New arthritis treatment has no negative side effects

Three million Canadians suffer from osteoarthritis. It’s the common wear-and-tear type of arthritis that presents a challenge for patients day after day. Some people have had to give up a favourite sport, daily walk or gardening. Others find it increasingly difficult to navigate stairs, carry out household chores or keep up with their grandchildren. Now there’s a new drug that can be applied directly to the arthritic joint to help ease the pain. It’s been a long time coming.

Today, with an aging population, there’s a huge need for a safe and effective remedy, and a Canadian company has achieved this historic first. Dimethaid Research has developed Pennsaid, a non-oral NSAID (non-steroidal anti-inflammatory drug) to treat osteoarthritis. And since it’s applied to the skin, it dramatically reduces the risk of stomach complications associated with oral NSAIDs.

Dr. Peter Tugwell, professor of medicine at the University of Ottawa, recently presented his findings on Pennsaid to the European Congress of Rheumatology in Lisbon, Portugal. His study was conducted on 622 Canadian patients suffering from osteoarthritis of the knee. Its purpose was to compare Pennsaid with the maxim daily dose of the oral form of diclofenac, a NSAID. Researchers found Pennsaid was as effective as the oral NSAID in relieving the pain and physical impairment of arthritis.

For years, the standard treatment of arthritis has been the use of oral NSAIDs. They have helped millions of patients in North America. But treating the disease with them has always been a risky affair. Every year, 1,900 Canadians die from the complications of these drugs. That’s a huge price to pay for pain relief.

A study in the United Kingdom used an optical instrument to examine the stomachs of patients using the older NSAIDs. The results were shocking. Doctors reported that after two months of use, one in five patients had a stomach ulcer without symptoms, one in 70 a painful ulcer and one in 150 a bleeding ulcer; one in 1,200 died from a gastric hemorrhage. The situation is worse in the U.S., where 107,000 people are hospitalized every year due to the intestinal side effects of NSAIDs, and 16,500 die.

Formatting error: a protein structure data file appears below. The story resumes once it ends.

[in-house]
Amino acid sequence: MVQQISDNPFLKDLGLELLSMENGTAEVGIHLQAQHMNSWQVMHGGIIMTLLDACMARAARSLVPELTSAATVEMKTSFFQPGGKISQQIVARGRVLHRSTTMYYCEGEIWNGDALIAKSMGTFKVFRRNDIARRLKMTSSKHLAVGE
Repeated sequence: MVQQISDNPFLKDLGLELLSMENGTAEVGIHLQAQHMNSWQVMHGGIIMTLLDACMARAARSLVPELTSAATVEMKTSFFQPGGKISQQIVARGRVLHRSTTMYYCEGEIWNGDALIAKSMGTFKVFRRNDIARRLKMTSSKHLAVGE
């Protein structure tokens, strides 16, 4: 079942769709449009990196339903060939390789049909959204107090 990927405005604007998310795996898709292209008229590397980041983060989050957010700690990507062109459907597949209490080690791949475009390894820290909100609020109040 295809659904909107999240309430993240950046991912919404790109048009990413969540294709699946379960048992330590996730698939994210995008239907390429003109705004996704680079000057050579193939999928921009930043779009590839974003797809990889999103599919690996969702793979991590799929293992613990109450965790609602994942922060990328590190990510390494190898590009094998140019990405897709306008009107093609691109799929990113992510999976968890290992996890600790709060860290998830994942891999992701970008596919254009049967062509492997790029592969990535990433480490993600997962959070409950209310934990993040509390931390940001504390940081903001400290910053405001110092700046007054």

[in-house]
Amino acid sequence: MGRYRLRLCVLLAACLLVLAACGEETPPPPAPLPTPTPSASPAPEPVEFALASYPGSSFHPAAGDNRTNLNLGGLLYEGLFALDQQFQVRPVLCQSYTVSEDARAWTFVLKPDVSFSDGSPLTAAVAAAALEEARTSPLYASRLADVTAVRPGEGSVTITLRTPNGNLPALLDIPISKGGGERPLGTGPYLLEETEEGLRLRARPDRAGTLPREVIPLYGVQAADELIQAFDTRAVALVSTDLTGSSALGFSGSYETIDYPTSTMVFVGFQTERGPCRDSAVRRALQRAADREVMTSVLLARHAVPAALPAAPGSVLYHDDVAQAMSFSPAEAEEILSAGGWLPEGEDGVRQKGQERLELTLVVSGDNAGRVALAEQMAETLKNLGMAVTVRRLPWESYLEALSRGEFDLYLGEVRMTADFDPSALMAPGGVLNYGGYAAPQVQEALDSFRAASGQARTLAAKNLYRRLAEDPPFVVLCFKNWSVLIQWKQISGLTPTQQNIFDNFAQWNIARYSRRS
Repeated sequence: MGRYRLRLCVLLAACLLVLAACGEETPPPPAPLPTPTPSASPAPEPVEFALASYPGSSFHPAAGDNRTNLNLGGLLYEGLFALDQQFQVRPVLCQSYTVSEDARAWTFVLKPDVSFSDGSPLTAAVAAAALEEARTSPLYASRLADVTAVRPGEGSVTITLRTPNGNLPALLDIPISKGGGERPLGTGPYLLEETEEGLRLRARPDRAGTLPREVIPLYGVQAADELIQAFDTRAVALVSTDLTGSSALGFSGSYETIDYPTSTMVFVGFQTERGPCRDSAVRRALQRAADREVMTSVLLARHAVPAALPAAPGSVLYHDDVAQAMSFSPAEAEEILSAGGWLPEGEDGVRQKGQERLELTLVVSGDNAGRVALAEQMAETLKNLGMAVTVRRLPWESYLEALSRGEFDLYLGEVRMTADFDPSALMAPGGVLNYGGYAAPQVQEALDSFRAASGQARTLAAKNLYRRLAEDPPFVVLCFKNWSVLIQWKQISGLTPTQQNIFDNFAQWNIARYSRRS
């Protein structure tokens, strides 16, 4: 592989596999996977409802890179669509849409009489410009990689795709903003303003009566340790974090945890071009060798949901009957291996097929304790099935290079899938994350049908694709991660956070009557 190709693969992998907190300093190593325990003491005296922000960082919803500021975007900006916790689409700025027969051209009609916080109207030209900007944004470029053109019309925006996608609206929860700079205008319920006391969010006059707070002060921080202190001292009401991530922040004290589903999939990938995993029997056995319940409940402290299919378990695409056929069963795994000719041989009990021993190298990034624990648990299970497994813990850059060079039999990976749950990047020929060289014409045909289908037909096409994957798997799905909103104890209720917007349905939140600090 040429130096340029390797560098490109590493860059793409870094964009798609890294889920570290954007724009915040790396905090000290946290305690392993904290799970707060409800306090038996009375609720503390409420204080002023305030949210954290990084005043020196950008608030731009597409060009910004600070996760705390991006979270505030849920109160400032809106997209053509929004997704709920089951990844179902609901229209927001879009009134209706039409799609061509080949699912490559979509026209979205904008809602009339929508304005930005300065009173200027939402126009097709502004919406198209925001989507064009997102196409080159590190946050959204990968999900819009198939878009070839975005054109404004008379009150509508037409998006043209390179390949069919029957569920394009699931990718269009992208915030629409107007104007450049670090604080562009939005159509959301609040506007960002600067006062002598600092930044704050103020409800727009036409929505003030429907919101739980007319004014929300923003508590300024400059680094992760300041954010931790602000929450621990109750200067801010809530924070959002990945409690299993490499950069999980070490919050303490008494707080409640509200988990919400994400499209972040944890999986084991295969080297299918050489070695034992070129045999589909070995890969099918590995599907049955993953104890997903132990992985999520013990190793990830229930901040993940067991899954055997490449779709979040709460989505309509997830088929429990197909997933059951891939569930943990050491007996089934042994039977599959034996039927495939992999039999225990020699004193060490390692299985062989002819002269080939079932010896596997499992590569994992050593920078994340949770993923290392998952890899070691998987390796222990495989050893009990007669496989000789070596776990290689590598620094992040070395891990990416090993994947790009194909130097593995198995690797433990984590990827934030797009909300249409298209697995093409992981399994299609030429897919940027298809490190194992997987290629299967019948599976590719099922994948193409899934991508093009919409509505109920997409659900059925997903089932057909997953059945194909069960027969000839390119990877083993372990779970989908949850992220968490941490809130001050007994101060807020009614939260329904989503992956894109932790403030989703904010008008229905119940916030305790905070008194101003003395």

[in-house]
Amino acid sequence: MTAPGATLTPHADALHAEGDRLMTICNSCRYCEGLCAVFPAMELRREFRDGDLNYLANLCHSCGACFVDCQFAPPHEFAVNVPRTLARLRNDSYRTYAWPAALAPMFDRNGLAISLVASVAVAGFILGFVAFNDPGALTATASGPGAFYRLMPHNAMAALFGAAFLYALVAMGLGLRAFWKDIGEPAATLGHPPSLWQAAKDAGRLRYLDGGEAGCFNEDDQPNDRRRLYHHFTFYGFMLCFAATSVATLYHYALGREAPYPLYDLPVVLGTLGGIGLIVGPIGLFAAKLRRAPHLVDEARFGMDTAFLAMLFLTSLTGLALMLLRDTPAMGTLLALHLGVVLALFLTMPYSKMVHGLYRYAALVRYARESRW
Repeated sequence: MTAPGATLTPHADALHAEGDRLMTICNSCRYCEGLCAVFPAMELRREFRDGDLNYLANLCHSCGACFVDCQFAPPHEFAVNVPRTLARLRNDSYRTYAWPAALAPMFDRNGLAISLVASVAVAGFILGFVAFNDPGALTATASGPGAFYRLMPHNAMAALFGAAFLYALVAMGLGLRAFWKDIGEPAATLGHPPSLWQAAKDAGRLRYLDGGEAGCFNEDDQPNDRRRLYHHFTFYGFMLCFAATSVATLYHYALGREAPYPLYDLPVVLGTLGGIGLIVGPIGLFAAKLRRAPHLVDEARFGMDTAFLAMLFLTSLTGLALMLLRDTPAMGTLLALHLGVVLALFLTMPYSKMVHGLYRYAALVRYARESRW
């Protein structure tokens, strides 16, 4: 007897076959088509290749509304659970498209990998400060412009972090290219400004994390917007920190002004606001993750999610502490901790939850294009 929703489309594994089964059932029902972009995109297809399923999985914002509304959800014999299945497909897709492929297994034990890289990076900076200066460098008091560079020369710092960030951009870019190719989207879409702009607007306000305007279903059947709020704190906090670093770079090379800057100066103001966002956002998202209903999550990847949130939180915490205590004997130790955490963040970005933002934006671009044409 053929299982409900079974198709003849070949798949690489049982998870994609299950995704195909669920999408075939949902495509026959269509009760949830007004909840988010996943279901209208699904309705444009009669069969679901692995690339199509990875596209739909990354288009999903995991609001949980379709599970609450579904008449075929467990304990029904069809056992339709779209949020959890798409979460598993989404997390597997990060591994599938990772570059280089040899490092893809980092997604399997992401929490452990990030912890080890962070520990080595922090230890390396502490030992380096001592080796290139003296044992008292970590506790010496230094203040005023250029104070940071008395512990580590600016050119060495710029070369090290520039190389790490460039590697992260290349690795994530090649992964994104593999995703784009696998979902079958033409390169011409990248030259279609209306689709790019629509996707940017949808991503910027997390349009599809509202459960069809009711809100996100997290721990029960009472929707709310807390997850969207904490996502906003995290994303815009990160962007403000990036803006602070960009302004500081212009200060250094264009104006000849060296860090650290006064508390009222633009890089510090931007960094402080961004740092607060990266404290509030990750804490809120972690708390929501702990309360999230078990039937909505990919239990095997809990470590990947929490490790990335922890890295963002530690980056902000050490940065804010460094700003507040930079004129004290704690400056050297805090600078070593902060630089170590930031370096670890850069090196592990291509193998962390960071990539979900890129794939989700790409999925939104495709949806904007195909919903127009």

In a Danish study, researchers tracked 207,000 people for 19 years who had been on NSAIDs to determine the extent of intestinal bleeding. It showed that NSAIDs increased the risk of bleeding five times. For those over 75 years of age, the risk was 27 times greater.

But in addition to life-threatening complications, many patients using oral NSAIDs complain of abdominal pain, indigestion, nausea and diarrhea. And there may be abnormalities in liver function tests. The gastrointestinal problems occurred because the early NSAIDs destroyed an enzyme called COX-1 that normally protects the stomach’s lining from inflammation.

So researchers did the obvious thing. They designed new NSAIDs called COX-2 inhibitors to preserve COX-1 and protect the stomach. Studies show these NSAIDs are an improvement, but they have not eliminated serious complications.

There is another aspect of NSAID medication that is rarely explained to patients suffering from arthritis. Frequently, I see patients who swallow NSAIDs as if they were M&M candies. They have never been informed that NSAIDs are powerful drugs that can have adverse effects on liver, kidneys or heart, especially in older patients. Other doctors I talked to are pleased this isn’t likely to happen with Pennsaid since it’s not taken by mouth but is delivered directly to the pain site with little absorption into the bloodstream.

The availability of a stomach-friendly NSAID fills a big void in therapy. Pennsaid solution is applied to the affected knee four times daily. The most common side effect involves a minor skin reaction, with dryness and irritation at the site of application in a few patients.

Although Pennsaid is only approved for treating arthritis of the knee, good sense indicates it should also help other joints, such as those in the hand.

Pennsaid will undoubtedly save lives and be a godsend for those suffering from painful arthritis. But it will also help to save millions of dollars spent treating the complications of orally administered NSAID medication.